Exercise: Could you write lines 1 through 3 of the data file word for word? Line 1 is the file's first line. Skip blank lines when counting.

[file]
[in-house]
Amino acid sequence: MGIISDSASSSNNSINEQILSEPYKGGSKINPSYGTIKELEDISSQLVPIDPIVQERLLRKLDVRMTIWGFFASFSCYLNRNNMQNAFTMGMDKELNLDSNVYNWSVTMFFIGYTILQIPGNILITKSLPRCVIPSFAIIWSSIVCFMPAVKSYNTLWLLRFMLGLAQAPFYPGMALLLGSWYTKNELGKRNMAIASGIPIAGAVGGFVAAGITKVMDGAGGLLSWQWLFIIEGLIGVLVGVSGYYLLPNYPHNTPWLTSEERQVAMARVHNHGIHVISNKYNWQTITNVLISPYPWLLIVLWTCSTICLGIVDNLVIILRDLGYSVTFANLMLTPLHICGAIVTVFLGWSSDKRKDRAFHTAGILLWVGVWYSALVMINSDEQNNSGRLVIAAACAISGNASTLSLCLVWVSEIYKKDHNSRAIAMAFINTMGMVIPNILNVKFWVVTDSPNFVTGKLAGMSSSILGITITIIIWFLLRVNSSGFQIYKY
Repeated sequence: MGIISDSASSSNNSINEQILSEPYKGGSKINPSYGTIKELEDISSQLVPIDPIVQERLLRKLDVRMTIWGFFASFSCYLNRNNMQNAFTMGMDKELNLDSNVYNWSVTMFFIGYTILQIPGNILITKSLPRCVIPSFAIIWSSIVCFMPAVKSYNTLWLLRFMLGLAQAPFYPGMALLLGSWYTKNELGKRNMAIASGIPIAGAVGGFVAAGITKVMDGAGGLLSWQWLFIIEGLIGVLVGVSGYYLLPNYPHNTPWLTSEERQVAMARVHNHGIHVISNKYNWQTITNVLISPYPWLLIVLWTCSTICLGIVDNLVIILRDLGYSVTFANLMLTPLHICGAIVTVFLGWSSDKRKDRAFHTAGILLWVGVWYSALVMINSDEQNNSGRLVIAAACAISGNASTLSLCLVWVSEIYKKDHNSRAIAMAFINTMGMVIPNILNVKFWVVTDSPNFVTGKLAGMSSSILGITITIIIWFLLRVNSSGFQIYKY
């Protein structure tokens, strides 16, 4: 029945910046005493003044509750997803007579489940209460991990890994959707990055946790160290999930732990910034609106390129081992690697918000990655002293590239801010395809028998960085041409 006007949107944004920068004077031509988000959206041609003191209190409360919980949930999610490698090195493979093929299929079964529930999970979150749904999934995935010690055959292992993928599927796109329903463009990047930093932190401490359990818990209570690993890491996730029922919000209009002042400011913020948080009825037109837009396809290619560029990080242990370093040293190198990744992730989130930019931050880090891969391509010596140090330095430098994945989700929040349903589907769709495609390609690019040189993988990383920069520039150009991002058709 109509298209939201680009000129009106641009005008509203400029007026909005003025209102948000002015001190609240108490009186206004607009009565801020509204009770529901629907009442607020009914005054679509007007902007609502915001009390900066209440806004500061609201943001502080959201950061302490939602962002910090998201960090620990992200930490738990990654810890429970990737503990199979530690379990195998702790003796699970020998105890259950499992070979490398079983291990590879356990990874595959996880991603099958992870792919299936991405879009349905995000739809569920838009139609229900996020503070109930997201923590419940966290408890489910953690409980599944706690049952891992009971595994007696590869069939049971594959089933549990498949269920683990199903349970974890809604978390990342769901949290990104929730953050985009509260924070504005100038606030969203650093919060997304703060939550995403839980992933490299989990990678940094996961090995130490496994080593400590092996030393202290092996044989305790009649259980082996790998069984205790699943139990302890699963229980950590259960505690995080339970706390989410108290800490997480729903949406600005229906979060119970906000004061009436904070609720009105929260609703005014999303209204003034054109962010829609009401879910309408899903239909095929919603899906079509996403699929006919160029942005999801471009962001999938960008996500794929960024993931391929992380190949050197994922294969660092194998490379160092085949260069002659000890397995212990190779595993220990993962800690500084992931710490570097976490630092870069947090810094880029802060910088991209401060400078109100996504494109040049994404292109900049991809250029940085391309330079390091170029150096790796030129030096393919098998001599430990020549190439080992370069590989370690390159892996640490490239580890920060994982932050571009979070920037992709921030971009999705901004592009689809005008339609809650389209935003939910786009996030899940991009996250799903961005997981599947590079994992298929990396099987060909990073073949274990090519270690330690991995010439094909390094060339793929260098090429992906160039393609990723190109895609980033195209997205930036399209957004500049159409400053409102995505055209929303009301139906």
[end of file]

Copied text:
[in-house]
Amino acid sequence: MGIISDSASSSNNSINEQILSEPYKGGSKINPSYGTIKELEDISSQLVPIDPIVQERLLRKLDVRMTIWGFFASFSCYLNRNNMQNAFTMGMDKELNLDSNVYNWSVTMFFIGYTILQIPGNILITKSLPRCVIPSFAIIWSSIVCFMPAVKSYNTLWLLRFMLGLAQAPFYPGMALLLGSWYTKNELGKRNMAIASGIPIAGAVGGFVAAGITKVMDGAGGLLSWQWLFIIEGLIGVLVGVSGYYLLPNYPHNTPWLTSEERQVAMARVHNHGIHVISNKYNWQTITNVLISPYPWLLIVLWTCSTICLGIVDNLVIILRDLGYSVTFANLMLTPLHICGAIVTVFLGWSSDKRKDRAFHTAGILLWVGVWYSALVMINSDEQNNSGRLVIAAACAISGNASTLSLCLVWVSEIYKKDHNSRAIAMAFINTMGMVIPNILNVKFWVVTDSPNFVTGKLAGMSSSILGITITIIIWFLLRVNSSGFQIYKY
Repeated sequence: MGIISDSASSSNNSINEQILSEPYKGGSKINPSYGTIKELEDISSQLVPIDPIVQERLLRKLDVRMTIWGFFASFSCYLNRNNMQNAFTMGMDKELNLDSNVYNWSVTMFFIGYTILQIPGNILITKSLPRCVIPSFAIIWSSIVCFMPAVKSYNTLWLLRFMLGLAQAPFYPGMALLLGSWYTKNELGKRNMAIASGIPIAGAVGGFVAAGITKVMDGAGGLLSWQWLFIIEGLIGVLVGVSGYYLLPNYPHNTPWLTSEERQVAMARVHNHGIHVISNKYNWQTITNVLISPYPWLLIVLWTCSTICLGIVDNLVIILRDLGYSVTFANLMLTPLHICGAIVTVFLGWSSDKRKDRAFHTAGILLWVGVWYSALVMINSDEQNNSGRLVIAAACAISGNASTLSLCLVWVSEIYKKDHNSRAIAMAFINTMGMVIPNILNVKFWVVTDSPNFVTGKLAGMSSSILGITITIIIWFLLRVNSSGFQIYKY